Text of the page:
For some people, retirement is a slow, depressing slide towards death. That’s certainly one option. But for others, retirement is the second flowering of their life. For those in the FIRE (Financial Independence, Retire Early) community who can expect to spend 40-50 years in retirement, they spend it pursuing their own interests and becoming better at things they choose to do, instead of things they’re forced to do by the need for money.
Many people in the FIRE community still work part time—not because they need the money, but because they find passion projects to keep them young and fresh. Or because they find a cause they’re interested in volunteering their time to. Retirement is the best years of their lives, and they live happily pursuing hobbies, interests, exercising, cooking, socialising, travelling, and generally enjoying themselves.
So here’s a list of some of the amazing things you can do when you reach your financial goals and retire (or not) but when money doesn’t count any more.
- Create Art—Yeah! Have you ever wanted to learn to draw? Or paint? Or create sculptures? Why don’t you take a class? Or just grab some materials and practise. Retirement is the perfect time to get lost in creativity.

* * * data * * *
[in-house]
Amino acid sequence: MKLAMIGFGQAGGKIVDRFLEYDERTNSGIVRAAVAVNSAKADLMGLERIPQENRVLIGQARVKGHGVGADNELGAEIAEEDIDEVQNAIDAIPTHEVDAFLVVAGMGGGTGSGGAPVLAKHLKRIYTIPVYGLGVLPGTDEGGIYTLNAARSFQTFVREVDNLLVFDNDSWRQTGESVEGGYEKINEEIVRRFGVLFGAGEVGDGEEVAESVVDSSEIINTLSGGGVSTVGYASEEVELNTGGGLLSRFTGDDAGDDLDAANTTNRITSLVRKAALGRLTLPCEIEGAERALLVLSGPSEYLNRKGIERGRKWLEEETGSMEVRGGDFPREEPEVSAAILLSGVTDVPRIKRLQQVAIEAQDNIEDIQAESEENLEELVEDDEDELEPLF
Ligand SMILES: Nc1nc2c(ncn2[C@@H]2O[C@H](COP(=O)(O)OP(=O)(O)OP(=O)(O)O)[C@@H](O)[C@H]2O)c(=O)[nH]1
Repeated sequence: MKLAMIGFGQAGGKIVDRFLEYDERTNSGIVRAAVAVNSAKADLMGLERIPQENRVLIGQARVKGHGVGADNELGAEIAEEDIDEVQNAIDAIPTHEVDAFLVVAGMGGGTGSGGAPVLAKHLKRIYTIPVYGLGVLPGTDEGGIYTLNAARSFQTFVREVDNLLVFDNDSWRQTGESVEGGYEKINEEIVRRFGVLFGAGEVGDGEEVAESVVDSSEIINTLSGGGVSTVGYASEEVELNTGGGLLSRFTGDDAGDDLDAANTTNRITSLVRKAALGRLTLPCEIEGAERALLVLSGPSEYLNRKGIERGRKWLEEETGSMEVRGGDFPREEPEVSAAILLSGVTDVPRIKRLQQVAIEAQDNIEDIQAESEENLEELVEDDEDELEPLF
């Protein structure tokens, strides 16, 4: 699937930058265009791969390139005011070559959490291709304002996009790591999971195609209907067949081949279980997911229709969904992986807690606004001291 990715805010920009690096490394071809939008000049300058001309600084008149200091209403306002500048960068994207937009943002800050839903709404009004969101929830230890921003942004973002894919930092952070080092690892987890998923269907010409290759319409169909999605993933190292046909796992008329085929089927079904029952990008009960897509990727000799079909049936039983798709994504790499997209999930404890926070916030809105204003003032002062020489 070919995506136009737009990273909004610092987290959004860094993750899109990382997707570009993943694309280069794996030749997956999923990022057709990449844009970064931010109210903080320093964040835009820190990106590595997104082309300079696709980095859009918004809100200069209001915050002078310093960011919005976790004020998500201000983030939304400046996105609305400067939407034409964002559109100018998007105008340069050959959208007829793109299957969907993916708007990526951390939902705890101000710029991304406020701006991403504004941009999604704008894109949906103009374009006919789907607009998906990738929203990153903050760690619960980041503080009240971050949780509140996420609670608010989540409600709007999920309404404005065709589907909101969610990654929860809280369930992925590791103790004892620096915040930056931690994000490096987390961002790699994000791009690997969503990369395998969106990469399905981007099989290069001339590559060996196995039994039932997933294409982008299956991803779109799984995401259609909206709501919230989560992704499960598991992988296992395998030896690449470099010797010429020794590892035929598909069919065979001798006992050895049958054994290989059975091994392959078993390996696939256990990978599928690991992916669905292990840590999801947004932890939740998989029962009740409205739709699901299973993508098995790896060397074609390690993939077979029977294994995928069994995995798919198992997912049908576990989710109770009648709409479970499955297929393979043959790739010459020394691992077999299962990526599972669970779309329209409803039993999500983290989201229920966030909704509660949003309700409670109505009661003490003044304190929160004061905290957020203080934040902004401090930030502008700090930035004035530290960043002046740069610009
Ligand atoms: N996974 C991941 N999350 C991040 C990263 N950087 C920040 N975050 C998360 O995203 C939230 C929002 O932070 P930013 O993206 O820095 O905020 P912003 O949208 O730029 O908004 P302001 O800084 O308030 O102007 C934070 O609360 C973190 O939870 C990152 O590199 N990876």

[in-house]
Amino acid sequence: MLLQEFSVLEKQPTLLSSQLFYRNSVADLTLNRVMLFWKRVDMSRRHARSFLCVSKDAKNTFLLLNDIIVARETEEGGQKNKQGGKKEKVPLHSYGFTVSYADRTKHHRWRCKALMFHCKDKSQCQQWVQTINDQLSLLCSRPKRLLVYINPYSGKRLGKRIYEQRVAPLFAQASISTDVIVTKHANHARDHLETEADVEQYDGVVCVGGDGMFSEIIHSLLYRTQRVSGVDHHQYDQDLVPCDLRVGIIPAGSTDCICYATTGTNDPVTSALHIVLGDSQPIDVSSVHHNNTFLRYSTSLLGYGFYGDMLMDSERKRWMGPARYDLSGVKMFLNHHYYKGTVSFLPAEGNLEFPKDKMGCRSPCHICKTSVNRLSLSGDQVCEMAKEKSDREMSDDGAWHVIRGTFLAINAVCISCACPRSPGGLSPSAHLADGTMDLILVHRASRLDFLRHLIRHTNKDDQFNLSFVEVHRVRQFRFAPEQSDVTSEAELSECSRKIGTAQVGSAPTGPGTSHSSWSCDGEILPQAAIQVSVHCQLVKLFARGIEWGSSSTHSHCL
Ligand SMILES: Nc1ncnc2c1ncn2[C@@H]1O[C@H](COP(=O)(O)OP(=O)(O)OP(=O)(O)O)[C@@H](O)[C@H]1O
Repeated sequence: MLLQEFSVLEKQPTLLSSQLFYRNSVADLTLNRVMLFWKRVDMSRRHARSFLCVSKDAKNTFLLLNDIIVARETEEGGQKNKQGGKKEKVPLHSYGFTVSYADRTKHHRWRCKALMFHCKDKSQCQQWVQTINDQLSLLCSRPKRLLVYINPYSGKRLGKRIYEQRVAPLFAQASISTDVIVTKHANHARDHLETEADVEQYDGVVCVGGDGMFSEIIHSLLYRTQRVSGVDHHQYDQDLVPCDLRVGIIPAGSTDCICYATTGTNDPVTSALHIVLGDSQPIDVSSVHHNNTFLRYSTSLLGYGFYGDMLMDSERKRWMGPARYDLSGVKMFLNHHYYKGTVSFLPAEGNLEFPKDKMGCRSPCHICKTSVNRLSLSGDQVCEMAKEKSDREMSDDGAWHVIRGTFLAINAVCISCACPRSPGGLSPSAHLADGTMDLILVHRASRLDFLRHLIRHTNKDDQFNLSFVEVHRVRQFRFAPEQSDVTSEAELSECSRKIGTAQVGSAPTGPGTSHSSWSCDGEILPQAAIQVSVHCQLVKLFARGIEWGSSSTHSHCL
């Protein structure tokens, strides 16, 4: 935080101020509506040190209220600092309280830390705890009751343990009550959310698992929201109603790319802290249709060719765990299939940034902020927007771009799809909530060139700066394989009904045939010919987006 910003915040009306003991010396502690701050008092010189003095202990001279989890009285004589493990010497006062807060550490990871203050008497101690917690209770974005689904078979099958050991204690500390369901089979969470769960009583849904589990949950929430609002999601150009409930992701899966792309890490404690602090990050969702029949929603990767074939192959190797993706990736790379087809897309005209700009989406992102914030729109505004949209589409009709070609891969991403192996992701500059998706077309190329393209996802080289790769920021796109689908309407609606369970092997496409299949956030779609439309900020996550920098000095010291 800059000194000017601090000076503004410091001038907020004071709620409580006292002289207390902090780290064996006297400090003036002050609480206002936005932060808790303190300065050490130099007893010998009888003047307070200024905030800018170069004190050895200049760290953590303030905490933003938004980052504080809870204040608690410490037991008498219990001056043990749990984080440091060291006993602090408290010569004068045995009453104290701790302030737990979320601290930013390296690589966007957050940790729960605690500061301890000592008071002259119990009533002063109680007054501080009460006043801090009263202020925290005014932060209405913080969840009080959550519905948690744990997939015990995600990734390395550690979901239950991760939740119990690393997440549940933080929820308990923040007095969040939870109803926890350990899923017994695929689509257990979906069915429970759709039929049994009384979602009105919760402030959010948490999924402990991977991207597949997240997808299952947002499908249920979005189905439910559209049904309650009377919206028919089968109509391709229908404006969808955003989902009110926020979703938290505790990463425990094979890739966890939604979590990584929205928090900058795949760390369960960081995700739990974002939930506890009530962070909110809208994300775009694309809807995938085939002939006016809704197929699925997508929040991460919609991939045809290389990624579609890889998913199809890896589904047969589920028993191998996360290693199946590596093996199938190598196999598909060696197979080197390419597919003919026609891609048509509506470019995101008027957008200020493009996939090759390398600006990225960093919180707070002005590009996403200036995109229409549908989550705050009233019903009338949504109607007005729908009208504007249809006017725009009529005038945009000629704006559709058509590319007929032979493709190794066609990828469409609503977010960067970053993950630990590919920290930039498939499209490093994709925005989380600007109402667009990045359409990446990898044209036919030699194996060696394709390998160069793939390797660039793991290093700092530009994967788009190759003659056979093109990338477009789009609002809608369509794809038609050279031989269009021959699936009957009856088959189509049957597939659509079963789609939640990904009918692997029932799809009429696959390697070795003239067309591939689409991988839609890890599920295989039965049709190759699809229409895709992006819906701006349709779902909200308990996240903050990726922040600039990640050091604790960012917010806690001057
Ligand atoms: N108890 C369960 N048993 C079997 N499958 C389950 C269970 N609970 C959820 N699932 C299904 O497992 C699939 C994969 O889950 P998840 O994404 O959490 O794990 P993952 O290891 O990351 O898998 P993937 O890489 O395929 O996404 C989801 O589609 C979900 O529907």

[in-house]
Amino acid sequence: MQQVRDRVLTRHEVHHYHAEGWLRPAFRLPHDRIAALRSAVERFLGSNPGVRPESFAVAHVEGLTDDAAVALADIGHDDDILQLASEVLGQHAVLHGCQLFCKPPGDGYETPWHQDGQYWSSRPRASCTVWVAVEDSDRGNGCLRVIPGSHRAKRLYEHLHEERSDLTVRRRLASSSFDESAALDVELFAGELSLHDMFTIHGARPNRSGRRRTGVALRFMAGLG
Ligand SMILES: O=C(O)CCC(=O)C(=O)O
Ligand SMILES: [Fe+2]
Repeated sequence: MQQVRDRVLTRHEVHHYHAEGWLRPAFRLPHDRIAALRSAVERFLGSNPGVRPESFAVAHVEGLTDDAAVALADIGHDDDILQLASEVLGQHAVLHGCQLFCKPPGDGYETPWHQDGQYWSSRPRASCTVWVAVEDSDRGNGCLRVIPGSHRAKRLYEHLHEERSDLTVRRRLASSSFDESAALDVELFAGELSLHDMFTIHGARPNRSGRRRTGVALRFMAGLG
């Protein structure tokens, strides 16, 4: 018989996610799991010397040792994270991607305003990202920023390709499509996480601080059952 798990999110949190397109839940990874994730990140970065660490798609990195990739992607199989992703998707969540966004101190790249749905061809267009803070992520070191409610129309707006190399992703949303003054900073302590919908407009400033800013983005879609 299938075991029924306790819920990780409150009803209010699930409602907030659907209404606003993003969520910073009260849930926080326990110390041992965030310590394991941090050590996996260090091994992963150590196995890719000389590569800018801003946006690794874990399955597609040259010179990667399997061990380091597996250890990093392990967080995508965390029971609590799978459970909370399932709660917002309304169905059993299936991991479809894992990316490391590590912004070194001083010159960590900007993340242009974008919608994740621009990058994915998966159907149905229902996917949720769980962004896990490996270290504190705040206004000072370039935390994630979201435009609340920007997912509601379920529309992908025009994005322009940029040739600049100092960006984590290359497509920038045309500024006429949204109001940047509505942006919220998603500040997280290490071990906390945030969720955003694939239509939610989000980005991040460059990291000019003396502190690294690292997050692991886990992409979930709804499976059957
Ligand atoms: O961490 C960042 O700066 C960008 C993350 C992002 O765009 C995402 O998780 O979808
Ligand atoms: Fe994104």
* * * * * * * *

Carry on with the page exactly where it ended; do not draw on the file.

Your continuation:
- Learn a musical instrument—Wouldn’t it be great to be able to play piano like Bill Murray in Groundhog Day? Enjoy your sensitive side, and the subtlety and mystery of good music. Even if it’s all squeeks and squwaks at first, you’ll improve over time, and eventually you’ll sound amazing.
- Learn a language—Want to be able to speak Pu Tong Hua to your Chinese neighbours? Want to go to South America on holidays for 6 months and be able to speak in Spanish or Portuguese to the people there? Want to be able to bargain in Hindi in an Indian market? The world of languages is your oyster. Go for it!
- Exercise—There’s no reason you can’t take up surfing or run a marathon if you want to. Or just go for a long walk every day, and lift a few weights once per week. Developing your fitness and increasing your body’s endurance and flexibility is a great goal for retirement.
- Cook—Good food is good at any stage of life, but when you’ve got time to savour and really take the slow path to food which tastes great and is healthy, life becomes amazing.
- Grow a garden—Have you always wanted to feel the earth in your hands, and cultivate new life in your home? Never had time? Guess what? Now’s your time!
- Travel—Want to live 6 months per year in Thailand? Or split your time between Australia and Europe? When you take the need to earn money off the table, this is entirely possible.
These are just a few ideas of what you can do when you retire. Put your own ideas in the comments below, and start yourself thinking about FIRE.
By reading this blog, you agree that you read it under your own risk, and Gill’s Practical Bookkeeping is in no way responsible for any harm or prejudice to yourself, your business, or any fictional examples above.
I am not a financial advisor. I do not have an AFSL. I am a chick who likes to read, think, write, and has access to google. You should treat this blog with the same seriousness that you would treat anyone whose main qualification is access to google. This blog is for entertainment purposes only. It’s a little like watching The Good Place for finance nerds.
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